But I may be asking for too much when I ask for womens' opinions to be heard.  I want equality, but sometimes it seems very far away.  It hurts worst when other women want to deny me that equality, but I can't blame other women for buying into the dominant paradigm - after all, Stockholm Syndrome is a survival tactic.  In fact, more radical feminists than me (I'm very, very middle of the road as far as feminism is concerned) would argue that I'm labouring under the same delusion, seeing as I actually like most men, and laugh at The Soup, like South Park, and don't immediately switch off Family Guy (though I don't watch it much, because it pisses me off more often than it makes me laugh), but I can't really get away from the fact that I do like men, and want them to be part of my life.

I'm not prepared to say most of them are superior to me, as I've met very few that are intellectually my equal, but I like them well enough.  I even adore (one of) them, and would go so far as to say he's the most important person in my life. 

(Who am I kidding?  You're the tops, baby.  *smooch*)

I don't consider trying to make my husband happy to be a demeaning act, even though more radical feminism would question my motives (since he also pays the majority of the bills).  He's not taking advantage of me in any way; our relationship seems to me to be mutually supportive (as I've said many times before, he's actually better at doing housework than me, even though he works full-time and I work part-time).  But in having a heterosexual, marriage-centered relationship with a man, I am aligning myself with the mainstream of society, and not working to change it from that perspective.  Heck, I even didn't work for a while, even though we don't have kids together.  I am traditional in many ways.  How can I call myself a feminist?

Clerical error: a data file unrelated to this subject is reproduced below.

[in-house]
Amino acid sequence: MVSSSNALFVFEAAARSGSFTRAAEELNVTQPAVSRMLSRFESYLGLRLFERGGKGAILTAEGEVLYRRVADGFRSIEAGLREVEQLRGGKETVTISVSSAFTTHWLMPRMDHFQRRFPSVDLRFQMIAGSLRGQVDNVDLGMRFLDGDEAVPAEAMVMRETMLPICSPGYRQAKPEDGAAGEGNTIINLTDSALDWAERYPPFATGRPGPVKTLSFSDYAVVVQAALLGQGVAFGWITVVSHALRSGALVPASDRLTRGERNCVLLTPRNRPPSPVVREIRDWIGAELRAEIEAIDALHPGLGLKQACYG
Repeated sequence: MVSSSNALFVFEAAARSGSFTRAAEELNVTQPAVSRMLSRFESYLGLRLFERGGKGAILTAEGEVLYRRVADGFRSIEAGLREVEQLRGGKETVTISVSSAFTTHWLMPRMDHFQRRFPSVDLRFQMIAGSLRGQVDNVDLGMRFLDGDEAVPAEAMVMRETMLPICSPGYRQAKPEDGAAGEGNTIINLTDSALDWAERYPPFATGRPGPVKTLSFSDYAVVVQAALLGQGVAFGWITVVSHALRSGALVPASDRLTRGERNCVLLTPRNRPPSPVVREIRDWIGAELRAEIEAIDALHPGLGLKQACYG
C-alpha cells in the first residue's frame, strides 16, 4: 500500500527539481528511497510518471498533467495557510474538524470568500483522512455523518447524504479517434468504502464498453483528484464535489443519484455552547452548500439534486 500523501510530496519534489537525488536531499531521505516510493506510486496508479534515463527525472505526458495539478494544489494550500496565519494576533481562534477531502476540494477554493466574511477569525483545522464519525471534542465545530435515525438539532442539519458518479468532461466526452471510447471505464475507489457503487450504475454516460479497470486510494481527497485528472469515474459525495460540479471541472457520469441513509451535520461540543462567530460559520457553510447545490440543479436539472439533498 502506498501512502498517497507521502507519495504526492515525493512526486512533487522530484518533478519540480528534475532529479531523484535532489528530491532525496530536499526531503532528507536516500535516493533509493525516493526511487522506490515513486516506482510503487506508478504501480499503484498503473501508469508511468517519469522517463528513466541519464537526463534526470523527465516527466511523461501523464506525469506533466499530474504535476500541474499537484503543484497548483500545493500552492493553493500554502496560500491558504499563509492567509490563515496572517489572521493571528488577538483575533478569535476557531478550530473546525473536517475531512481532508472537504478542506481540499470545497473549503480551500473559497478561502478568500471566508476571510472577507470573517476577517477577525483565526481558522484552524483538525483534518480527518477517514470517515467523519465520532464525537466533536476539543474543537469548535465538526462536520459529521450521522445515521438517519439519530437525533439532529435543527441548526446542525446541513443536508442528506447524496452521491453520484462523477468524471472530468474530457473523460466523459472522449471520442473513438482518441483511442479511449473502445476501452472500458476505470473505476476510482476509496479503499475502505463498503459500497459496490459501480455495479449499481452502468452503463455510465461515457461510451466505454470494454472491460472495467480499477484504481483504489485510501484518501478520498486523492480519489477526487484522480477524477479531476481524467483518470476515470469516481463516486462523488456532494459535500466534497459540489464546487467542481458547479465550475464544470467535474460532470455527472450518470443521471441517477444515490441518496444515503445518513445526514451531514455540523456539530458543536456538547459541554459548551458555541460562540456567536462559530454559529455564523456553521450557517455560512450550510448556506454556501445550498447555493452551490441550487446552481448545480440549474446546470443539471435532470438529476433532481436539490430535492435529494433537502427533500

Because I am.  I just am.  Women are equal to men; it just hasn't been openly acknowledged yet.  That's what I care about.

I love my husband; he's one of the biggest feminist allies I've ever known (and has put his money where his mouth is on more than one occasion), but I can't expect him to viscerally understand what it's like to be marginalized, just as I can't understand what it's like to be marginalized as a man of colour, a woman of colour, a person with severe disabilities, or a person of any colour/disability with little to no income.  All I can ask of him is that he accept that some things make me angry without trying to dismiss my reactions.  Which he does, even if the strength of my reactions worries him sometimes.  In the same way, as a feminist, I shut up and listen when someone else is trying to tell me about their experiences, even if those experiences don't jibe with mine.  One of the most oppressive acts a human can perpetrate on another human is to tell them that their experience doesn't count.  As a feminist, I try very hard not to commit that oppression myself.

No, I don't really have a massive point with this post; I'm explaining in part why I link to some of the blogs in my sidebar, I'm explaining why I write about the things I do, and I'm explaining that I believe I'm equal to any man out there, even if I never learned algebra properly (because I can do fifty million other things, all of them as valuable as a talent for equations).  So sometimes, something about sexism is going to piss me off, and sometimes I'm going to write about it.  But I still love the menz.

They're cute.  And often fluffy.  And the one I'm married to has got us Paul McCartney tickets.  I'm feeling good.